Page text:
Languages of Papua New Guinea
Papua New Guinea, a sovereign state in Oceania, is the most linguistically diverse country in the world. According to Ethnologue, there are 839 living languages spoken in the country. In 2006, Papua New Guinea Prime Minister Sir Michael Somare stated that "Papua New Guinea has 832 living languages (languages, not dialects)," Languages with statutory recognition are Tok Pisin, English, Hiri Motu, and Papua New Guinean Sign Language. Tok Pisin, an English-based creole, is the most widely spoken, serving as the country's lingua franca. Papua New Guinean Sign Language became the fourth officially recognised language in May 2015, and is used by the deaf population throughout the country.
|Languages of Papua New Guinea|
|Official||Tok Pisin, English, Hiri Motu, Papua New Guinean Sign Language|
|Lingua franca||Tok Pisin|
From 1884 to 1914, the northern half of the present-day country was a German colony known as German New Guinea, in which German was the official language. Tok Pisin derives some vocabulary from German as a result of this influence. German is not now a generally spoken language in Papua New Guinea.
Unserdeutsch, or Rabaul Creole German, is a German-based creole language spoken mainly in East New Britain Province. It is the only creole language that has developed from colonial German. The lexicon is derived from German, while the substrate language is Tok Pisin.
Tok Pisin is an English-based creole language spoken throughout Papua New Guinea. It is an official language of Papua New Guinea and the most widely used language in the country. In parts of Western, Gulf, Central, Oro and Milne Bay provinces, however, the use of Tok Pisin has a shorter history, and is less universal especially among older people. In the 2011 census, 57.4% of the population were literate in Tok Pisin.
Hiri Motu, also known as Police Motu, Pidgin Motu, or just Hiri, is a simplified version of the Motu language of the Austronesian language family. In the 2011 census, 4.7% of the population were literate in Hiri Motu.
- Trans-New Guinea
- Lower Sepik-Ramu
- Border (also in Indonesia)
- Sko (also in Indonesia)
- Eastern Pauwasi (also in Indonesia)
- Senagi (Angor-Dera) (also in Indonesia)
- Leonhard Schultze (Walio-Papi)
- Upper Yuat (Arafundi-Piawi)
- Left May
- Yam (also in Indonesia)
- Pahoturi River
- Kaki Ae
- North Bougainville
- South Bougainville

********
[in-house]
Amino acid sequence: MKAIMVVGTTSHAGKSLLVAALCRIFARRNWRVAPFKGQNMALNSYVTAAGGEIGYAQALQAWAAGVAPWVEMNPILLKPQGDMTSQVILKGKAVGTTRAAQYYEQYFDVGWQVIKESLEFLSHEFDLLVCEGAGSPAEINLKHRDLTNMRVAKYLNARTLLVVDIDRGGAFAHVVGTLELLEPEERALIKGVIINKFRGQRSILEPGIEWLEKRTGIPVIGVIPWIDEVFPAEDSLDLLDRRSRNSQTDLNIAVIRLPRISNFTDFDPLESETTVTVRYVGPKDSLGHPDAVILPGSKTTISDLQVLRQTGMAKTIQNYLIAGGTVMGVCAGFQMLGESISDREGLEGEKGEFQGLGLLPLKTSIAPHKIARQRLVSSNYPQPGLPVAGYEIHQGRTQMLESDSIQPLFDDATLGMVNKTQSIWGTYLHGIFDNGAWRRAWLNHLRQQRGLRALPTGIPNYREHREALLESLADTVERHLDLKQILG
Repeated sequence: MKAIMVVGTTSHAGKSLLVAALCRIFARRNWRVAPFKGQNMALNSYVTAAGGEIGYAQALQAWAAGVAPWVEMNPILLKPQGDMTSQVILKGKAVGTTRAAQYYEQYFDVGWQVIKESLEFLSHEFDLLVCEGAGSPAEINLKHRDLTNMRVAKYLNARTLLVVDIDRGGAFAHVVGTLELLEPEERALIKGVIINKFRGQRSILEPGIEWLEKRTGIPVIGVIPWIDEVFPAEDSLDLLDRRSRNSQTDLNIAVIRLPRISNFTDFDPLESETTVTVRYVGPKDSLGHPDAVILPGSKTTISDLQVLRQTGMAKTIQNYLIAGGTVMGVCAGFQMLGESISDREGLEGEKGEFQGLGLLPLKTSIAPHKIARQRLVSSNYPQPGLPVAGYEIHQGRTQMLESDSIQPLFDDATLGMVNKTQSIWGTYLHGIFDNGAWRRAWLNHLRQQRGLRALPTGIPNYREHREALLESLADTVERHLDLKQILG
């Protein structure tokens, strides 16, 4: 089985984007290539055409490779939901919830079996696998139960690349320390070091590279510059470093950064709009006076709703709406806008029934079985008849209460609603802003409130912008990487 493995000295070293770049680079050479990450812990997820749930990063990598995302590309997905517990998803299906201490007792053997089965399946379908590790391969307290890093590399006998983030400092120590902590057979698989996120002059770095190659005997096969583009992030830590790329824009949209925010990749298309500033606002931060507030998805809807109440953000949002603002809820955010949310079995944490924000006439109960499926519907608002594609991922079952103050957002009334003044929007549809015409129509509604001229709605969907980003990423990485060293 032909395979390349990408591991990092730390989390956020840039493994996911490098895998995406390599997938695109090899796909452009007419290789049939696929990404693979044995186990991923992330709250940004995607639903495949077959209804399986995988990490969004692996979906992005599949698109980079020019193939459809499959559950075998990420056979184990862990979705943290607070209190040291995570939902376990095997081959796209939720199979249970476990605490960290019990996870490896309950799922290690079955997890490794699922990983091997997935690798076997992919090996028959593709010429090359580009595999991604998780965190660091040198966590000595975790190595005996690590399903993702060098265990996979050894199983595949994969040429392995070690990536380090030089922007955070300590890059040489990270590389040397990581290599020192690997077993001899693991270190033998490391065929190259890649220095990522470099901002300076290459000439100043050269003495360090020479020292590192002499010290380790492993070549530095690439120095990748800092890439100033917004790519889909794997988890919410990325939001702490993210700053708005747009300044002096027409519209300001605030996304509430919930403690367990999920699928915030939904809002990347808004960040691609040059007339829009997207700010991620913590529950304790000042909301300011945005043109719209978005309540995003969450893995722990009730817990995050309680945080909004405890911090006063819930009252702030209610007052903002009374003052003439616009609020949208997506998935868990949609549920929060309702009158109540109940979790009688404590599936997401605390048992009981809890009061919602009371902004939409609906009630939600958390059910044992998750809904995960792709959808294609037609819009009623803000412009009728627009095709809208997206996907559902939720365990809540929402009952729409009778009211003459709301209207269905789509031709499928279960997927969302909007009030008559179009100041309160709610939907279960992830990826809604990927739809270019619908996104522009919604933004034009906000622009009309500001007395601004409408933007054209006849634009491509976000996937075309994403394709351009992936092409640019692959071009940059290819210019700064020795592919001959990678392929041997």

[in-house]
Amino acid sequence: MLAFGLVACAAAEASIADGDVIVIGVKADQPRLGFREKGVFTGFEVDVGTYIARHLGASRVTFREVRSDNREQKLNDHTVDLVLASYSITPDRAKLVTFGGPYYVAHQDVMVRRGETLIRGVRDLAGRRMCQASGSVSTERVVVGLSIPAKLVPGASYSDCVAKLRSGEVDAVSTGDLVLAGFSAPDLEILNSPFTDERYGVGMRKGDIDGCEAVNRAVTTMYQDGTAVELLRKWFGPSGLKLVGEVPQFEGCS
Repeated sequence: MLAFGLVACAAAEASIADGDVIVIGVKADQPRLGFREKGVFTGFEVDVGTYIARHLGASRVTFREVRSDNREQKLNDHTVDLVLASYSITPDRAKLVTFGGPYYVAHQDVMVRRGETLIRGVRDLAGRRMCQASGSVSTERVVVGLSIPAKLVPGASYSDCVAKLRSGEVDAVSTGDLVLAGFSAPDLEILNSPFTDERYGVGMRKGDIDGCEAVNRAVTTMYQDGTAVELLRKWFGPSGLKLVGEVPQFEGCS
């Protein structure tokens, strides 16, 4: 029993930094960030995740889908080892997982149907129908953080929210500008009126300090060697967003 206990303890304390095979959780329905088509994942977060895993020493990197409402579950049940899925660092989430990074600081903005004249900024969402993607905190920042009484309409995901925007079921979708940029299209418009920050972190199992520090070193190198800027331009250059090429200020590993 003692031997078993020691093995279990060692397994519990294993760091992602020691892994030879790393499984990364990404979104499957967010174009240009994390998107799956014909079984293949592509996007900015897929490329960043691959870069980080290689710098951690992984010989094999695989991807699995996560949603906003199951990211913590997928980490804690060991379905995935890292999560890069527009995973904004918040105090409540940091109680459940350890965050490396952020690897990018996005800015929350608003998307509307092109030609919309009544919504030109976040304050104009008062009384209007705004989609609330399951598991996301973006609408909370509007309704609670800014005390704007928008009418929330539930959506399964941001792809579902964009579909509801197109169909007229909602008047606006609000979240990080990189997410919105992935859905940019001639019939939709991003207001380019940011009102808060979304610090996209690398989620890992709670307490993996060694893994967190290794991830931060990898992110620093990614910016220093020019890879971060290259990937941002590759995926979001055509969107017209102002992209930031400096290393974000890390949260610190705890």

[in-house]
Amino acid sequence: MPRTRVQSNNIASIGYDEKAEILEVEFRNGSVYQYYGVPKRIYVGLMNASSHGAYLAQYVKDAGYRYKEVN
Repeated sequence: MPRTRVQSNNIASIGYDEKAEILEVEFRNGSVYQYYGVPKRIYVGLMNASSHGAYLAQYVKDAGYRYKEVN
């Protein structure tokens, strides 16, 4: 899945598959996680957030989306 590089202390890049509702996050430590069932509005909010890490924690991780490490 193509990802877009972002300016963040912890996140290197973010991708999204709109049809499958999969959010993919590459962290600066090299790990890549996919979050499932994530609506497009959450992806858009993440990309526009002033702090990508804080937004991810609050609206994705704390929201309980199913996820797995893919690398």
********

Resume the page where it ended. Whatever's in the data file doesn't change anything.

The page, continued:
- Yélî Dnye
Austronesian languages spoken in Papua New Guinea include Meso-Melanesian languages (such as Nalik, spoken in New Ireland Province; Kuanua, spoken in East New Britain Province; and Nakanai spoken in West New Britain Province).
The Austronesian languages are widely spread across the globe, as far west as Malagasy in Madagascar, as far east as Rapa Nui in Easter Island, and as far as north as the Formosan languages of Taiwan. Austronesian has several primary branches, all but one of which are found exclusively on Taiwan.
Papua New Guinean Sign LanguageEdit
- "Which country has most number of languages? Not India". The Hindu.
- "Languages of Papua New Guinea". Ethnologue.
- (Statement at the World Leaders Forum Archived 2008-03-18 at the Wayback Machine, Columbia University, September 21, 2006; website of the Prime Minister of Papua New Guinea).
- A.V. (24 July 2017). "Papua New Guinea's incredible linguistic diversity". The Economist. Retrieved 20 July 2017.
- There is no specific legislation proclaiming official languages in Papua New Guinea. In the constitution of Papua New Guinea, section 2(11) (literacy) of its preamble mentions '...all persons and governmental bodies to endeavour to achieve universal literacy in Pisin, Hiri Motu or English' as well as "tok ples" and "ita eda tano gado". In addition, section 67 (2)(c) mentions "speak and understand Pisin or Hiri Motu, or a vernacular of the country, sufficiently for normal conversational purposes" as a requirement for citizenship by nationalisation; this is again mentioned in section 68(2)(h).
- "2011 Census National Report" (PDF). Papua New Guinea National Statistical Office. p. 57. Retrieved 3 May 2020.
- Maitz, Volker, Peter, Craig Volker (2017). "Documenting Unserdeutsch Reversing Colonial Amneasia" (PDF). Journal of Pidgin and Creole Languages: 365–397.
- Palmer, Bill (2018). "Language families of the New Guinea Area". In Palmer, Bill (ed.). The Languages and Linguistics of the New Guinea Area: A Comprehensive Guide. The World of Linguistics. 4. Berlin: De Gruyter Mouton. pp. 1–20. ISBN 978-3-11-028642-7.
- Language distribution maps for individual PNG provinces (SIL International in Papua New Guinea)